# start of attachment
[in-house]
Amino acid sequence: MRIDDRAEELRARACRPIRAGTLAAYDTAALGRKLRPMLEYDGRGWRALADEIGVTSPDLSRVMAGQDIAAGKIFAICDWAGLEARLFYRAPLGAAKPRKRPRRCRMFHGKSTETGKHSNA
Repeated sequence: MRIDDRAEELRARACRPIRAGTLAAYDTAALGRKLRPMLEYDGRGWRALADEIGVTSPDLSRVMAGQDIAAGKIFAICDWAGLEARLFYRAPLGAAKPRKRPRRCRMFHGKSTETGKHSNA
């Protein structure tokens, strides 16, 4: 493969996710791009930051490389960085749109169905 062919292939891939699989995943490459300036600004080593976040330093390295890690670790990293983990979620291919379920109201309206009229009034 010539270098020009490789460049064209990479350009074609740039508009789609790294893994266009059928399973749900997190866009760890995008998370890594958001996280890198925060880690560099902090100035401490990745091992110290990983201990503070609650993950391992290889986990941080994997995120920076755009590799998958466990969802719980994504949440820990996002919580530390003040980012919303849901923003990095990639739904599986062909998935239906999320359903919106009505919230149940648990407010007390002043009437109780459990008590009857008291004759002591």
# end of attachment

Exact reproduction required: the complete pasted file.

[in-house]
Amino acid sequence: MRIDDRAEELRARACRPIRAGTLAAYDTAALGRKLRPMLEYDGRGWRALADEIGVTSPDLSRVMAGQDIAAGKIFAICDWAGLEARLFYRAPLGAAKPRKRPRRCRMFHGKSTETGKHSNA
Repeated sequence: MRIDDRAEELRARACRPIRAGTLAAYDTAALGRKLRPMLEYDGRGWRALADEIGVTSPDLSRVMAGQDIAAGKIFAICDWAGLEARLFYRAPLGAAKPRKRPRRCRMFHGKSTETGKHSNA
């Protein structure tokens, strides 16, 4: 493969996710791009930051490389960085749109169905 062919292939891939699989995943490459300036600004080593976040330093390295890690670790990293983990979620291919379920109201309206009229009034 010539270098020009490789460049064209990479350009074609740039508009789609790294893994266009059928399973749900997190866009760890995008998370890594958001996280890198925060880690560099902090100035401490990745091992110290990983201990503070609650993950391992290889986990941080994997995120920076755009590799998958466990969802719980994504949440820990996002919580530390003040980012919303849901923003990095990639739904599986062909998935239906999320359903919106009505919230149940648990407010007390002043009437109780459990008590009857008291004759002591």